Thus, the aim of our work was to develop a workshop about patient-focused communication, involving patient-teachers and to assess its impact on learners’ competencies in communication.
The study covered a module focused on clinical pharmacy during the residency program in hospital pharmacy.
Development and format of the workshop
The workshop was developed in collaboration between four patients, a senior clinical pharmacist and a lecturer in education sciences. The clinical pharmacist and the lecturer in education sciences designed a pilot educational device. This pilot was submitted to four patients recruited in the University expert patient program. The general structure of the workshop was appreciated. We agreed that during the workshop, the leadership would be shared between the clinical pharmacist and the patients. Notably, patients would independently conduct the activity-based learning described below. We have added elements based on patients’ recommendations, such as a dedicated time for student feedback on their involvement during the workshop and providing standardized tools to run the role play.
The main course objective was acquiring the three competencies of the Calgary-Cambridge guide to the medical interview: (i) building a relationship, (ii) conducting a structured interview and (iii) gathering information . The workshop lasted four hours and consisted of four main steps.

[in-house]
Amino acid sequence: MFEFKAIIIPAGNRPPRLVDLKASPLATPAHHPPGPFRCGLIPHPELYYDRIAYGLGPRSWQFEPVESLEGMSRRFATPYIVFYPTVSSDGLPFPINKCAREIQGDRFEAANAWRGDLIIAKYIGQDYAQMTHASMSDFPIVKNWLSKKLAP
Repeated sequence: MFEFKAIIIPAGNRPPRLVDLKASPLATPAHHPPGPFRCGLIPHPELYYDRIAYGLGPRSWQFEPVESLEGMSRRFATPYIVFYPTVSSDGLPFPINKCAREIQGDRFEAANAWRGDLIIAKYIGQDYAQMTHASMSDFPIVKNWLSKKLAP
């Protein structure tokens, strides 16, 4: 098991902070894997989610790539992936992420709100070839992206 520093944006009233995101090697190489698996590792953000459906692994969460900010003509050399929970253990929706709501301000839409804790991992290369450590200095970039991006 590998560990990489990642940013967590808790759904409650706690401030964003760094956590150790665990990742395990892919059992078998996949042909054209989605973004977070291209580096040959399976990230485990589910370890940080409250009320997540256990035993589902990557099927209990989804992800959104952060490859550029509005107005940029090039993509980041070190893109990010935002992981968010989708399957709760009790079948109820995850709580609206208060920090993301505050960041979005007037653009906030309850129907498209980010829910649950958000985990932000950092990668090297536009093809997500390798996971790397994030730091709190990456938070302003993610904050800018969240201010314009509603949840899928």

Step 1: we started the session with the statements about the need for confidentiality and respect, then a round of introductions. We announced and explained the competencies framework in order to build the learning agreement and illustrate the behaviors expected by the faculty. Then, a 15-min brainstorm on pharmacist-patient communication was designed as an icebreaker in the group, involving residents and patients.
Step 2: a role play was implemented, simulating a medication history interview. The patient teachers played the role of patient during the simulation and then provided feedback on the way they perceived the interview to the resident.
Step 3: didactic learning about theoretical aspect of patient-centered communication was provided by the clinical pharmacist supported by a slide presentation and illustrated by the patients’ experiences.
Step 4: a second role play simulating a medication history interview was performed. Patients met a different resident than in the first performance. Individual feedback was provided by patient teachers and finally a collective feedback was organized.
Patient teachers were recruited on a voluntary basis, from the Alumni network of the local University of patients and were all graduates of the University expert patient program. For the purpose of the workshop, volunteers were individually briefed about the background of the residents and the format of the course. No scenario was given in order to promote spontaneity and realism during the role plays and debriefing.
Assessment and measures